Purchasing carbon credits from Vietnam difficult without clear legal frameworks

By Pham Chieu   December 21, 2022 | 03:00 am PT
Purchasing carbon credits from Vietnam difficult without clear legal frameworks
People patrol a forest in Quang Tri Province in central Vietnam. Photo by VnExpress/Hoang Tao
Several foreign businesses find it difficult to purchase carbon credits from Vietnam due to a lack of clear legal frameworks.

On the sidelines of a conference on Tuesday, Pham Thu Thuy, director of the Climate Change, Energy and Low-Carbon Development team at the Center for International Forestry Research and World Agroforestry, said there are several energy companies, finance and banking institutions and other foreign entities that would like to purchase carbon credits in Vietnam, but are hesitant to do so due to a lack of a clear legal framework.

Carbon credits are permits that allow the owner of such credits to emit a certain amount of carbon dioxide or other greenhouse gases. One credit represents the right to emit one ton of carbon dioxide or other greenhouse gases.

A business would need a coordinating entity from the Vietnamese government to provide instructions if it wants to enter Vietnam as a carbon credit market, Thuy said. However, Vietnam does not have a system for registering for carbon rights, nor a list of carbon-related projects for businesses to examine.

"In Peru and Brazil, they already have exchange floors that announce whether one field is lacking or having a surplus of carbon credits; their prices and customers. These are convenient information for businesses to save time and costs when looking for carbon credits," Thuy said.

Between 1997-2019, 17% of the global carbon credit sale came from the forestry sector. But in 2015-2019, that percentage has increased to 42%. Currently, a carbon credit costs around $2-50, depending on the type of forest and the roles they play, Thuy added.

Vu Tan Phuong, director of the Vietnam Forest Certification Office, said Vietnam has already had policy frameworks regarding carbon credits, but has not had concrete instructions regarding those frameworks, for example, exactly which activities count as emitting or absorbing carbon. Vietnam still does not have a carbon tax.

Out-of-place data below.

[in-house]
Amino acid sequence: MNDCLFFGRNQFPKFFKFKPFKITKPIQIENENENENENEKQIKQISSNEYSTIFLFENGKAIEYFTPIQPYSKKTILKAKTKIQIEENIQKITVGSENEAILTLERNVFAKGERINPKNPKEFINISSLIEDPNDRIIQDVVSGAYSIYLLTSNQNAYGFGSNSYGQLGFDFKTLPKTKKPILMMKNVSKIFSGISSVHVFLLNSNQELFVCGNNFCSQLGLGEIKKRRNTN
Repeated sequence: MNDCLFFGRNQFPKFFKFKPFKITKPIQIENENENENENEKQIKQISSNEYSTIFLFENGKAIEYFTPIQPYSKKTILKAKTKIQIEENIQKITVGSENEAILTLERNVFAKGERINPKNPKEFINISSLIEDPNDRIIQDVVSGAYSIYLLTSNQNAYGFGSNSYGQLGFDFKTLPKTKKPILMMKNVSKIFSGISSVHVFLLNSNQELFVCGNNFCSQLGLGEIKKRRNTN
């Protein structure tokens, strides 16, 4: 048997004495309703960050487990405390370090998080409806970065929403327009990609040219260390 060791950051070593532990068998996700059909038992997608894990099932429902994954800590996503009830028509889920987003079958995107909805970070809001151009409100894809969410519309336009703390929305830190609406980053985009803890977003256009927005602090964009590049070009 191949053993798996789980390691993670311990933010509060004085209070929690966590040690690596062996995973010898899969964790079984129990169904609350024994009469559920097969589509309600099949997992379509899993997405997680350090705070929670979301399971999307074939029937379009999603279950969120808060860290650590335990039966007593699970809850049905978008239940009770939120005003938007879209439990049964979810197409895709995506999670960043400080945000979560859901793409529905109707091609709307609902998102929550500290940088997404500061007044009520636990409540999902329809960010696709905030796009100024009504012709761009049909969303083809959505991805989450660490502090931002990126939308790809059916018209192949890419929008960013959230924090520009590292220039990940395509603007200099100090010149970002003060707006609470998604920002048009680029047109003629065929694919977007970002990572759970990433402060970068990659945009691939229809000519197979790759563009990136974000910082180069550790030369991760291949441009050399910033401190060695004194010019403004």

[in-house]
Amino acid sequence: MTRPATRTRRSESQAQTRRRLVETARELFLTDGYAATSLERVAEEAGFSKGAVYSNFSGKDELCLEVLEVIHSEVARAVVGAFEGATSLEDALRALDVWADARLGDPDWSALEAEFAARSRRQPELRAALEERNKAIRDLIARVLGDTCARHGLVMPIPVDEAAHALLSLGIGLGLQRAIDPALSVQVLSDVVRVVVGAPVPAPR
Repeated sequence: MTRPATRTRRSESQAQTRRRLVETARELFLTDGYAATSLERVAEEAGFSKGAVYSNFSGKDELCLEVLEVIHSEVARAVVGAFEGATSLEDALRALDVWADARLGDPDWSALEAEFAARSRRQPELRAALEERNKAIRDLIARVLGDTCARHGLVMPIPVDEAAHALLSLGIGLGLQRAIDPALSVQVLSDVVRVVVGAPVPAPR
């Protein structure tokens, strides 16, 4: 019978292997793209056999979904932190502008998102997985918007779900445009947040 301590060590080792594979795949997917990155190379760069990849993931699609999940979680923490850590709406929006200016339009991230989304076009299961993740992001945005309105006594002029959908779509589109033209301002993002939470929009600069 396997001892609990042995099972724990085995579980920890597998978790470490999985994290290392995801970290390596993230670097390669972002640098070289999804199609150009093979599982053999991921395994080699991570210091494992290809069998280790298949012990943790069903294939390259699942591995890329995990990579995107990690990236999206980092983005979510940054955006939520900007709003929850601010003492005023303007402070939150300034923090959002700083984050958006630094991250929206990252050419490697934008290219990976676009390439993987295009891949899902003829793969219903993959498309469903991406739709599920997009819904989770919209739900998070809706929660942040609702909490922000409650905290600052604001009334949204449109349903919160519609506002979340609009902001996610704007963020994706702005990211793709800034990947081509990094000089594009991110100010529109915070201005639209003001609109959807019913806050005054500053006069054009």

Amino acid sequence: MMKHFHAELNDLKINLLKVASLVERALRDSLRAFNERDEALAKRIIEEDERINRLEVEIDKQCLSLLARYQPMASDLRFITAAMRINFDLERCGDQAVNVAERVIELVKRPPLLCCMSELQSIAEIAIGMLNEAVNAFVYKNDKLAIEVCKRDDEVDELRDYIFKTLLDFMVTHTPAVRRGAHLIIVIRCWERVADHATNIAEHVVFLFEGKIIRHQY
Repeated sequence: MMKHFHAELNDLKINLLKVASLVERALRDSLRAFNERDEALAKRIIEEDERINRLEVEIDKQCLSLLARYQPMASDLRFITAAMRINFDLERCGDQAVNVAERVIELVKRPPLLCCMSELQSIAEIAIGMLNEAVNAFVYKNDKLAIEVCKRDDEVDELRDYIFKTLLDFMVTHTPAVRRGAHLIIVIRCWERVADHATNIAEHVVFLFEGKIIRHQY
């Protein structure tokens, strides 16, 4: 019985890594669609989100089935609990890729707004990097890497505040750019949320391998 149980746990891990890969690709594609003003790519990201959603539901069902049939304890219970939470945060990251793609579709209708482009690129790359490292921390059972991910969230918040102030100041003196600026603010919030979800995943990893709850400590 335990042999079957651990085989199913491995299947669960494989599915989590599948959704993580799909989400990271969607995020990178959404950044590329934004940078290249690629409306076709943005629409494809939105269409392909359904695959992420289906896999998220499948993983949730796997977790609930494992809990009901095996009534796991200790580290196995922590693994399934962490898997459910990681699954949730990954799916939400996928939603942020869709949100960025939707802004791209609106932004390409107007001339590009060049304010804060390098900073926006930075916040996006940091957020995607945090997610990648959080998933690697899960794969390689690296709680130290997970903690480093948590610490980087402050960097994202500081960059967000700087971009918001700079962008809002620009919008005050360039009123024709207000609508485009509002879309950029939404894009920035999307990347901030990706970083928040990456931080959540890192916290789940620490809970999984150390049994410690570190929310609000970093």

"Without the tools and policies, it would be very difficult for Vietnam to achieve its net-zero target by 2050," he said.

Nguyen Van Minh, from the climate change department under the Ministry of Natural Resources and the Environment, said the government has already issued a roadmap for the development of a carbon market in the country. Until 2027, the environment ministry will cooperate with the Ministry of Finance to implement several activities, including the creation of policies regarding the establishment of an exchange floor for carbon credits and carbon emission quotas. That exchange floor is expected to operate on a trial basis in 2025.

"The trial would last three years, and in 2027 the floor's operation will be evaluated," Minh said, "before it officially operates in 2028."

The exchange floor would involve the trading of two things: carbon emission quotas and carbon credits. Certain businesses in certain categories would need to determine their carbon emissions, and the environment ministry would cooperate with relevant parties to hand out carbon emission quotas for each business, with the goal of eventually reducing emissions.

"Each business would have a certain carbon emission quota, and once that limit is exceeded, it would need to purchase more quotas," said Minh. "Businesses can buy quotas from the government, from other businesses, or by buying carbon credits through exchange mechanisms." He added that businesses can only expand their quotas by 10% at most in order to prevent affluent businesses from using their wealth to release as much emissions as they want.

Vietnam and Japan are deploying mutual carbon credits, with projects in Vietnam receiving money from two sources: Japan's Ministry of the Environment and Ministry of Economy, Trade and Industry. Carbon credits collected from these projects will be redistributed back to the Japanese government, depending on how much money these projects have received, as well as other agreement terms.

So far, 14 projects under such a scheme have been registered, and eight of them have been supplied with over 4,000 carbon credits, allowing Vietnam to gain around $40 million.

Tran Quang Bao, deputy head of the Vietnam Administration of Forestry under the Ministry of Agriculture and Rural Development, said negotiations are underway with international partners and organizations regarding the creation of projects involving the carbon market.

For example, localities in the northern parts of central Vietnam, with support from the World Bank, have signed agreements to hand over 10.3 million tons of carbon at $5 per ton.

"We are also creating legal frameworks so that local authorities and forest owners can build projects and negotiate for carbon credit exchanges themselves," Bao said.

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